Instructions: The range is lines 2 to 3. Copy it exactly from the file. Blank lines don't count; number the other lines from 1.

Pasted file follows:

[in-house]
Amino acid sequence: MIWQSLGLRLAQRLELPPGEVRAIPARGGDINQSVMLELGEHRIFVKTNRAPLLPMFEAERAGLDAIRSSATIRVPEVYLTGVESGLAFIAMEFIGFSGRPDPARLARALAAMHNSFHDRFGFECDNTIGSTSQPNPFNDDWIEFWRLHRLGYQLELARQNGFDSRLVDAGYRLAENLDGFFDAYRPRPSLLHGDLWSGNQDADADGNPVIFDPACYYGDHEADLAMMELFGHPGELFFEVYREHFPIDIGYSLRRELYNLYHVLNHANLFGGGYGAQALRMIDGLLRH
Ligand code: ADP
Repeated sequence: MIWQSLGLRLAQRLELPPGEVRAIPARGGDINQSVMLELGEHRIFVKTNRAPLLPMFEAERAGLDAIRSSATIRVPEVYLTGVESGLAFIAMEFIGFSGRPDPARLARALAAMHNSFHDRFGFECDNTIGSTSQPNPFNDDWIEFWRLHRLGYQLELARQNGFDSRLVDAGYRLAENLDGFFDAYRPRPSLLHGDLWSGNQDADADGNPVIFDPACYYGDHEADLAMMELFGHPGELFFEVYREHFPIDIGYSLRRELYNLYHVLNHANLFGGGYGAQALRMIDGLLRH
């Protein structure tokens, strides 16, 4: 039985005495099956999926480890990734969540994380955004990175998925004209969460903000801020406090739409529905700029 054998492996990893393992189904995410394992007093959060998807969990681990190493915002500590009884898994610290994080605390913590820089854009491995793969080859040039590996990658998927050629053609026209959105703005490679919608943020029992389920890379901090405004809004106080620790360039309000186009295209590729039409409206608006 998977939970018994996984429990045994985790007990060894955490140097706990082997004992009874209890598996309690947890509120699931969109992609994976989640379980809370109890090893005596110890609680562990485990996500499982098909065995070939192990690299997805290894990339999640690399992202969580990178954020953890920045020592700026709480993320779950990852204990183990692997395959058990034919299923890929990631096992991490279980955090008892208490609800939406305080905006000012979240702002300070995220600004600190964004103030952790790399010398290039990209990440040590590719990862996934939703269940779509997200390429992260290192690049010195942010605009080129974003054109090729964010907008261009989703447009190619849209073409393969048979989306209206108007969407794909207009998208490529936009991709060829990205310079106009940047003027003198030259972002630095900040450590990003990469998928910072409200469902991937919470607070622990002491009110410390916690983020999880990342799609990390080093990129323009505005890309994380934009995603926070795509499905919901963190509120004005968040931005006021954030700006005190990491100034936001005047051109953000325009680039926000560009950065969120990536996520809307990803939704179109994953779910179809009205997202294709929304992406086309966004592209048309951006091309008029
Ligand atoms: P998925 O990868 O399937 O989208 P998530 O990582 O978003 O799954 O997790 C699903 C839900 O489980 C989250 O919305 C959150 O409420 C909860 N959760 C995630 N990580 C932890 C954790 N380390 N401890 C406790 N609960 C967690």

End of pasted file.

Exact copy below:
Amino acid sequence: MIWQSLGLRLAQRLELPPGEVRAIPARGGDINQSVMLELGEHRIFVKTNRAPLLPMFEAERAGLDAIRSSATIRVPEVYLTGVESGLAFIAMEFIGFSGRPDPARLARALAAMHNSFHDRFGFECDNTIGSTSQPNPFNDDWIEFWRLHRLGYQLELARQNGFDSRLVDAGYRLAENLDGFFDAYRPRPSLLHGDLWSGNQDADADGNPVIFDPACYYGDHEADLAMMELFGHPGELFFEVYREHFPIDIGYSLRRELYNLYHVLNHANLFGGGYGAQALRMIDGLLRH
Ligand code: ADP